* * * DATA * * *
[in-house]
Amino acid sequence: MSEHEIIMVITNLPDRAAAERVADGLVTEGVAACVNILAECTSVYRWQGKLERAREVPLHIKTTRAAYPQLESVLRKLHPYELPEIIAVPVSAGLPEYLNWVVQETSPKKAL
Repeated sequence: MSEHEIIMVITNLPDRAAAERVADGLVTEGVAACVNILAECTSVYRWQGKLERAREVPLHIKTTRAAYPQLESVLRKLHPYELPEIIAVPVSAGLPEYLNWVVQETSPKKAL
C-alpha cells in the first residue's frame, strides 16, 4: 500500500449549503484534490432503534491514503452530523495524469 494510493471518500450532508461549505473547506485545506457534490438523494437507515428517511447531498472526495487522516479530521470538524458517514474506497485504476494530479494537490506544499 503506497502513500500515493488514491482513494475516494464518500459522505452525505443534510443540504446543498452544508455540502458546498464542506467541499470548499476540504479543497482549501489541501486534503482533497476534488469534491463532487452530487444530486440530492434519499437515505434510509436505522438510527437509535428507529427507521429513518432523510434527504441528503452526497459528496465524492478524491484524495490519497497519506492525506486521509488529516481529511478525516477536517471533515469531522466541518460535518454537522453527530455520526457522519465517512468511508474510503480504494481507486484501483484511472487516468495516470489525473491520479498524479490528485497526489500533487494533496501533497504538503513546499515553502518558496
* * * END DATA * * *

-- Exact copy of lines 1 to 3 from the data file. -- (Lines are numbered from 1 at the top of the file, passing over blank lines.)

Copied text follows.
[in-house]
Amino acid sequence: MSEHEIIMVITNLPDRAAAERVADGLVTEGVAACVNILAECTSVYRWQGKLERAREVPLHIKTTRAAYPQLESVLRKLHPYELPEIIAVPVSAGLPEYLNWVVQETSPKKAL
Repeated sequence: MSEHEIIMVITNLPDRAAAERVADGLVTEGVAACVNILAECTSVYRWQGKLERAREVPLHIKTTRAAYPQLESVLRKLHPYELPEIIAVPVSAGLPEYLNWVVQETSPKKAL